I have spent a good deal of time over the last couple of years looking at a wide array of maps of Manchester - old / new, pretty / ugly, useful / unworkable. One of the most attractive and effective maps I've come across is this early twentieth century street map produced by the cartography company G.W. Bacon & Co. Ltd.
The coverage of Bacon's Plan of Manchester and Salford feels just about right. Large enough to show most of the developed area but compact enough to be legible and easily usable as a sheet map. I really like the colour scheme, with its brown built up areas and green parks and recreation grounds. The symbol design is simple and clear, and the streets are well labelled.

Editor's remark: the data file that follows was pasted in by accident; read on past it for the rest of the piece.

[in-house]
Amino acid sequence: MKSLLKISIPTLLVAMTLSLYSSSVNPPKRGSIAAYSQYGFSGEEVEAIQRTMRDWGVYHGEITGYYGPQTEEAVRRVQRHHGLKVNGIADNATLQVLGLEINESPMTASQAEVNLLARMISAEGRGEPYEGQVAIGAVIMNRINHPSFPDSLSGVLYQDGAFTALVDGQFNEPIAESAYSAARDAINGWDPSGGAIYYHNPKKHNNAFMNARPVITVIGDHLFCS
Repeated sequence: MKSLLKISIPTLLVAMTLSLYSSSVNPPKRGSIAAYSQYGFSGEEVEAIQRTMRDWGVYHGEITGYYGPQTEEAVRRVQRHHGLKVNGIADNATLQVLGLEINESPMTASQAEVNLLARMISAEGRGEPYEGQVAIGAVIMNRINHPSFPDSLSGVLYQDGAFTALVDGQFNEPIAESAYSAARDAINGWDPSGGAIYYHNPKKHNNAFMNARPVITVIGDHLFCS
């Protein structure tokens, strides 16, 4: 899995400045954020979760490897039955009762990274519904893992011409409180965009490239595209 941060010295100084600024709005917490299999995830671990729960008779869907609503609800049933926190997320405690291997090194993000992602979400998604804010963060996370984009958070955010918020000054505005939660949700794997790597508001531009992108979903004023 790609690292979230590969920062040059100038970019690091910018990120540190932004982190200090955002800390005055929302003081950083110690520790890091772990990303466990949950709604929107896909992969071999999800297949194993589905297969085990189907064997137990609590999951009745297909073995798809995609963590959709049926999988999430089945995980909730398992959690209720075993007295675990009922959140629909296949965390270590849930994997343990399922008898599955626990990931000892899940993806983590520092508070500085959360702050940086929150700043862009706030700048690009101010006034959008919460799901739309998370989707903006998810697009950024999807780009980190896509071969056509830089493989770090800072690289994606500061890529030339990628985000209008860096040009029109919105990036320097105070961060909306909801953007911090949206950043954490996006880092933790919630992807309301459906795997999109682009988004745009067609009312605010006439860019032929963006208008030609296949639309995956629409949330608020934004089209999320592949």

Overall, the aesthetic leads to harmonious cartography and one that really captures the scale and shape of the city that was at its peak in many senses.
I have an original nicely framed and hanging on my kitchen wall. If you want to see this map in much greater detail I have also scanned it and put it online (warning its an 18 meg jpeg file).
An earlier version of Bacon's Plan of Manchester and Salford, dated to 1907, from the Manchester City Library's Local Studies Collection has been digitised and can be browsed on Rylands Library Luna service. The cartographic design is quite similar but the extent of urbanisation is somewhat less.